As a story-teller, my process begins with a character. It is then my job to bring them out into the light of day.
Sometimes I know him or her well.
Sometimes I’ve just eavesdropped on a conversation or a thought. The whole person is still deep in shadows, waiting to reveal who he really is.
Stage Two is when I start to think about the What Ifs.
Sometimes this will be background and setting stuff – like what if my hero stumbles across Napoleon? Or the Hadron collider? Or an international conspiracy?
But usually it’s more personal. Characters in novels are awkward sods.
What if my character insists on making a different choice from what I expect? Believe me, this happens at least once in every book.
Shadows Cast by Big Shared Events
Now, at the moment I am writing a novel about a family who lived through the Second World War. And their friends. I know the characters, their history, their friends. I know what drives each one of them. Who they love. What they want. What they will – and won’t – do to get it.
Or I thought I did.
But someone I knew who had worked at Alexander Korda’s studios during the war once told me, “The War turned us all into actors. We never quite knew who we were or what we were capable of.”
And that’s exactly what is happening to my characters. They keep finding themselves torn between what it practical and what is ideal. Or find they have to choose between two courses of action, both morally right, both desired by people they love – and mutually exclusive.
Alternatively, what can I do, as the writer?
Can’t change history. Can’t change the character, now that he’s off and running. All I can do is pant along behind, trying to understand him.
To some extent, I am drawing on personal stories told by friends and family members. The characters, however are all my own. Hence, so are their dilemmas.
And my problem is that I know what is happening elsewhere and how the war ended – and they don’t.
So to get under a character’s skin, I have to imagine what they knew, or thought they knew. And how long they have felt these pressures.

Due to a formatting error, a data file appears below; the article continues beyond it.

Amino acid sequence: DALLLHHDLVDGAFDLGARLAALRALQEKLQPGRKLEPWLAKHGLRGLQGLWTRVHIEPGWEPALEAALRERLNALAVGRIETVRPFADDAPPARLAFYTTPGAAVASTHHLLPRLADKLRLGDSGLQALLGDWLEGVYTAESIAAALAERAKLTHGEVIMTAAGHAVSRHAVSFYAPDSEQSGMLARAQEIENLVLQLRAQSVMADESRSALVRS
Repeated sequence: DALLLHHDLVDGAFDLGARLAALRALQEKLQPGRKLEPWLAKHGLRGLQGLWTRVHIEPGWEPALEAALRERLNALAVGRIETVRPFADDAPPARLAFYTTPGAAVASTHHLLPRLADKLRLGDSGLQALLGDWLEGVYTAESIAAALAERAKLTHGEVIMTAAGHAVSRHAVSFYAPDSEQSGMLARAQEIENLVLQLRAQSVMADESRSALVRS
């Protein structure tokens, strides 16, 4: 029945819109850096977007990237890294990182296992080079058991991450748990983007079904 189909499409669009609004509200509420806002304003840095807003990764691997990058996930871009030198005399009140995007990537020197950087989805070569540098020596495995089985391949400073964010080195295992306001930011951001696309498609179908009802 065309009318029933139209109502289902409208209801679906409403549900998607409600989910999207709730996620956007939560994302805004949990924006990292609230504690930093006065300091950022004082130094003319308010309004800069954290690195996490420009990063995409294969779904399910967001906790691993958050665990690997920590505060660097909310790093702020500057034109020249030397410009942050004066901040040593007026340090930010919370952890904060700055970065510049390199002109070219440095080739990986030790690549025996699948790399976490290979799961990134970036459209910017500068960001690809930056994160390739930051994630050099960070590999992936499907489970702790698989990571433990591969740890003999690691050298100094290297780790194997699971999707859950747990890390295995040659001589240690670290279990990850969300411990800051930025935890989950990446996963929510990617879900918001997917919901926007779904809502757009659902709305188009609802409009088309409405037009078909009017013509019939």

In one case, that was actually the First World War! Marshall Foch, who signed the initial armistice for France, notoriously said of the Versailles Peace Agreement, “This is not peace. It is an armistice for 20 years.” By contrast, both ex-soldiers like Sassoon and Robert Graves and grieving survivors, as well as the bereaved, vowed that it was the war to end all wars.
“Never again” was the watchword. The creation of Armistice Day bore witness to that.
Where do my characters stand between those two extremes?
Knowing What People Thought at the Time
George Gallup ran his first Opinion Poll in the US in 1935. Dr Henry Durant ran the Gallup Organisation’s British arm from 1937. By October 1938, Prime Minster Neville Chamberlain was getting 57% approval from those polled.
In September, after the German invasion of the Sudetenland, Chamberlain had returned from Munich waving a paper that he claimed would deliver “Peace in our time”.
Gallup added the first national question on voting intentions to their survey in February 1939. 64% said they would vote for the Chamberlain government “if there were a general election tomorrow”. Their approval rating had gone up. The following month, Nazi troops rolled into Austria and were largely welcomed. By the following September, even Chamberlain saw no alternative and declared war.
“Poor old man,” said my Great Aunt soberly. “We felt for him.” Reading contemporaneous news reports, I had the feeling that a lot of people agreed with her at the time.
Finding What my Characters Feel
Did that help me, the writer? Well, yes, a bit. A couple of my characters would have been in my Great Aunt’s camp on that, at least for a time.
But otherwise? If they believe that war is either inevitable or necessary, then they will be in profound disagreement with the majority of their contemporaries. And by a big margin. It’s not easy being at odds with your fellows.
That was a challenge I’d expected for one of them – a veteran of World War 1 and a philosophically-minded classicist. But the others? All of them, in fact, one way or another? Nope. I didn’t see that coming.
Of course, some of my characters do know more than others. At least one is immediately involved in politics and has immovable views on war, no matter the arguments.
Another is an international businessman whose agents have their ear to the ground in several capitals of Europe. He is pragmatic. But he has a conscience.
One young woman, with a distinctly chequered history, concentrates wholly on her own affairs and keeps her head down when people discuss the chances of war. (Yes, that would almost certainly be me, were I to time-slip into October 1938.) And, just sometimes. she’s much braver than she expects.
So what do they feel? Mostly they don’t know. So I don’t know. And it keeps changing. Which drives me crazy.